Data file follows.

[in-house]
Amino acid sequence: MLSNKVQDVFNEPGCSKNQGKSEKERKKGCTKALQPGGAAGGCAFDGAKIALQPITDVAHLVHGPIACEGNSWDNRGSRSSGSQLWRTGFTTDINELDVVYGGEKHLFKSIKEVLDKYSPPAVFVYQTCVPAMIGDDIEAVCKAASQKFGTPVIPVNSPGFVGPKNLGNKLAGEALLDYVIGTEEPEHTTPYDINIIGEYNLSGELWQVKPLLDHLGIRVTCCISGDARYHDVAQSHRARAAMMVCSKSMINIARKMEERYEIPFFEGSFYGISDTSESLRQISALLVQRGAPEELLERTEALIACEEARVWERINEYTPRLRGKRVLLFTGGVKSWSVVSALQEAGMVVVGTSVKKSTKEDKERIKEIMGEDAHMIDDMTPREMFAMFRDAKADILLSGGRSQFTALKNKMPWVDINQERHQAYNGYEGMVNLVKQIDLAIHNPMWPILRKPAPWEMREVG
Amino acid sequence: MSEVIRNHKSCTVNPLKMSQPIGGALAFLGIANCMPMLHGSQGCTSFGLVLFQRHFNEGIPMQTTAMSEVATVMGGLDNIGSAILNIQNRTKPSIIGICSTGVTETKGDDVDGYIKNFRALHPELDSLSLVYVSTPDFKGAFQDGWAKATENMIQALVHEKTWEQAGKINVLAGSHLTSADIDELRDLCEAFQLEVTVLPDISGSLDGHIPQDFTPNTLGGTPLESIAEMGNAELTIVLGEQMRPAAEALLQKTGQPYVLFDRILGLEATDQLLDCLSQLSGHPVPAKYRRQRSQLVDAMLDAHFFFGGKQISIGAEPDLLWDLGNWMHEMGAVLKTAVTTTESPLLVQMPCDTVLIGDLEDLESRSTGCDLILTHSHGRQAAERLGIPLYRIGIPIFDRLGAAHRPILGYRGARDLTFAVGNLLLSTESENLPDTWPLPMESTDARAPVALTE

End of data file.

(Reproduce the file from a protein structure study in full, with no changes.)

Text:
[in-house]
Amino acid sequence: MLSNKVQDVFNEPGCSKNQGKSEKERKKGCTKALQPGGAAGGCAFDGAKIALQPITDVAHLVHGPIACEGNSWDNRGSRSSGSQLWRTGFTTDINELDVVYGGEKHLFKSIKEVLDKYSPPAVFVYQTCVPAMIGDDIEAVCKAASQKFGTPVIPVNSPGFVGPKNLGNKLAGEALLDYVIGTEEPEHTTPYDINIIGEYNLSGELWQVKPLLDHLGIRVTCCISGDARYHDVAQSHRARAAMMVCSKSMINIARKMEERYEIPFFEGSFYGISDTSESLRQISALLVQRGAPEELLERTEALIACEEARVWERINEYTPRLRGKRVLLFTGGVKSWSVVSALQEAGMVVVGTSVKKSTKEDKERIKEIMGEDAHMIDDMTPREMFAMFRDAKADILLSGGRSQFTALKNKMPWVDINQERHQAYNGYEGMVNLVKQIDLAIHNPMWPILRKPAPWEMREVG
Amino acid sequence: MSEVIRNHKSCTVNPLKMSQPIGGALAFLGIANCMPMLHGSQGCTSFGLVLFQRHFNEGIPMQTTAMSEVATVMGGLDNIGSAILNIQNRTKPSIIGICSTGVTETKGDDVDGYIKNFRALHPELDSLSLVYVSTPDFKGAFQDGWAKATENMIQALVHEKTWEQAGKINVLAGSHLTSADIDELRDLCEAFQLEVTVLPDISGSLDGHIPQDFTPNTLGGTPLESIAEMGNAELTIVLGEQMRPAAEALLQKTGQPYVLFDRILGLEATDQLLDCLSQLSGHPVPAKYRRQRSQLVDAMLDAHFFFGGKQISIGAEPDLLWDLGNWMHEMGAVLKTAVTTTESPLLVQMPCDTVLIGDLEDLESRSTGCDLILTHSHGRQAAERLGIPLYRIGIPIFDRLGAAHRPILGYRGARDLTFAVGNLLLSTESENLPDTWPLPMESTDARAPVALTE